leadership would be that when a car breaks down it seems that the mechanic in the car
should lead the repair of the car and instruct other members of the group towards actions
which help the car become fixed, such as instructing people to pass them tools as they work.
As Bakunin puts it "I receive and I give - such is human life. Each directs and is directed in
his turn. Therefore there is no fixed and constant authority, but a continual exchange of
mutual, temporary, and, above all, voluntary authority and subordination."37
This type of leadership is what the anarchist anthropologist David Graeber terms selfundermining authority. He says, “there are certain kinds of authority that undermine their
own a teacher. If you’re a teacher and you teach someone well they know what
you know and so there is no longer a basis for your authority...[or] if you’re a doctor and
you cure someone you no longer have authority over them.”38
Nor are anarchists opposed to leadership in the sense of those with revolutionary ideas
trying to influence struggle, in particular class struggle. Kropotkin writes that "[t]he idea of
anarchist communism, today represented by...minorities, but increasingly finding popular

expression, will make its way among the mass of the people. Spreading everywhere, the
anarchist groups...will take strength from the support they find among the people.” He
believed that large-scale revolutionary acts by the masses were caused by the
transformation of the masses consciousness. This in turn he thought was caused by, among
other factors, “the action of the minorities” who through “continuous action endlessly
renewed” instil in people the spirit of revolt by their propaganda and direct action. 39 He
thought that it was the “party which has done [the] most revolutionary agitation” and has
shown in their acts great “liveliness and audacity” that “will get the best hearing on the day
when action becomes necessary, when someone must march at the head to accomplish the
revolution.” Thus while “the direction which the revolution will assume is clearly dependent
on the sum of the circumstances that have led up to the cataclysm”, the direction can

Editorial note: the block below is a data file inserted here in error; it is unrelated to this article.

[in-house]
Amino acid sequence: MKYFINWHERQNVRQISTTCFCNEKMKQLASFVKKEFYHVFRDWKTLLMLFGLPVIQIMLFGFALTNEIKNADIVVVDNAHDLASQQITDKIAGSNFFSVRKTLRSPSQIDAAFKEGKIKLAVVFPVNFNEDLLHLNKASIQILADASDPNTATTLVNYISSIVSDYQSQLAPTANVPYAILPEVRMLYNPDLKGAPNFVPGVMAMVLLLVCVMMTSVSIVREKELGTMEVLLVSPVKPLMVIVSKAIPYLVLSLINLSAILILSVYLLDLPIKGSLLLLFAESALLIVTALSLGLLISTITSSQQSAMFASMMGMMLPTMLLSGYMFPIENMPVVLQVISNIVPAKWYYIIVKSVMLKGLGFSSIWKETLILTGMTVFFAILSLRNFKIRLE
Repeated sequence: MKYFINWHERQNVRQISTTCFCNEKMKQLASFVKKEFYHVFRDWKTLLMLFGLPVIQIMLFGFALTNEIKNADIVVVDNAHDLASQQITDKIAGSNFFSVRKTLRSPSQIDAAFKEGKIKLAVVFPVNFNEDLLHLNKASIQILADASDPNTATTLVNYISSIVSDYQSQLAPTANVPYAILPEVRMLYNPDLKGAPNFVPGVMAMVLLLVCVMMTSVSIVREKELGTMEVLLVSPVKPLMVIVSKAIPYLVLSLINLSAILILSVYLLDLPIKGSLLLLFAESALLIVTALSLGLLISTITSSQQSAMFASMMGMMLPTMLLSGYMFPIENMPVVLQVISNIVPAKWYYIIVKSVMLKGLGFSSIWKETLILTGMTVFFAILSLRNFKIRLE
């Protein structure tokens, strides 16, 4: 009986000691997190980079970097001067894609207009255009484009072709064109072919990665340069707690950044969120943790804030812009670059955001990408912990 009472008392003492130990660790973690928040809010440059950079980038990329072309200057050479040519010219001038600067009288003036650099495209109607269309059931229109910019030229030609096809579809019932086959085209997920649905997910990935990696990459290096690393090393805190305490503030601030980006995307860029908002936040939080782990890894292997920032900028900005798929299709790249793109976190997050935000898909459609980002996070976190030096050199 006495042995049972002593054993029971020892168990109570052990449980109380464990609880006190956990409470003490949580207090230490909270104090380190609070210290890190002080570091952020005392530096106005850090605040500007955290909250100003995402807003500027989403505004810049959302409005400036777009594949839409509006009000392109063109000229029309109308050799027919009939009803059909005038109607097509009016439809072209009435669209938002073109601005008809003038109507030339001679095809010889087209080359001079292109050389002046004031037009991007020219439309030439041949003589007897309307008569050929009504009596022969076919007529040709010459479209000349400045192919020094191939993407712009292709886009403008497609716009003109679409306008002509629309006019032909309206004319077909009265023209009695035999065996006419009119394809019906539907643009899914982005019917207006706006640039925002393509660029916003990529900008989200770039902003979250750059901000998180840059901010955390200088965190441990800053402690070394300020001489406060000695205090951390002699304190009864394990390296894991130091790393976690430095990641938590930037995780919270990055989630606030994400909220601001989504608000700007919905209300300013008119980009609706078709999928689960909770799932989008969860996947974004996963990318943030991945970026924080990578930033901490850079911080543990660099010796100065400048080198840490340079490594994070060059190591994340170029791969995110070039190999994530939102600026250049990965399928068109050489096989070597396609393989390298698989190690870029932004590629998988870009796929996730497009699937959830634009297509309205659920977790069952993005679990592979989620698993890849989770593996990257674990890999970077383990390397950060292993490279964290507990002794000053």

nonetheless be “foreseen in advance” by examining “the strength of the revolutionary
actions deployed in the preparatory period by the various advanced groups.” 40 He thus
thought it essential “to plan for the penetration of the masses and their stimulation by
libertarian militants”.41 A concrete example of such a revolutionary minority would be the
International Workingmen’s Association who he thought sought to “awaken the spirit of
revolt in the hearts of the city workers, and to direct it towards the natural enemy of the
wage earner – the monopolist of the instruments of work and raw materials.”42
While the French anarcho-communist Georges Fontenis explicitly argued for a revolutionary
vanguard. By vanguard he did not mean the self-appointed leaders of the people or
revolutionaries who believe that only they have revolutionary initiative. Such a view he
thought led to “a pessimistic evaluation of the role of the masses, to an aristocratic contempt
for their political ability, to concealed direction of revolutionary activity and so defeat.” Rather
by vanguard he meant a revolutionary organisation that aimed at “developing the direct
political responsibility of the masses” and increasing “the masses’ ability to organise
themselves.” The vanguard should function as a guide whose role is to,
“formulate and express an ideological orientation, both organisational and tactical an orientation specified, elaborated and adapted on the basis of the experiences and
desires of the masses.” Thus “the organisation's directives are not orders from
outside but rather the mirrored expression of the general aspirations of the people.
Since the directing function of the revolutionary Organisation cannot possibly be
coercive it can only be revealed by its trying to get its ideas across successfully, by
its giving the mass of the people a thorough knowledge of its theoretical principles
and the main lines of its tactics. It is a struggle through ideas and through example.
And if it's not forgotten that the programme of the revolutionary Organisation, the
path and the means that it shows, reflect the experiences and desires of the
masses...then it's clear that leading is not dictating but coordinated orientation, that
on the contrary it opposes any bureaucratic manipulation of the masses, military
style discipline or unthinking obedience.” As its final aim the vanguard has “to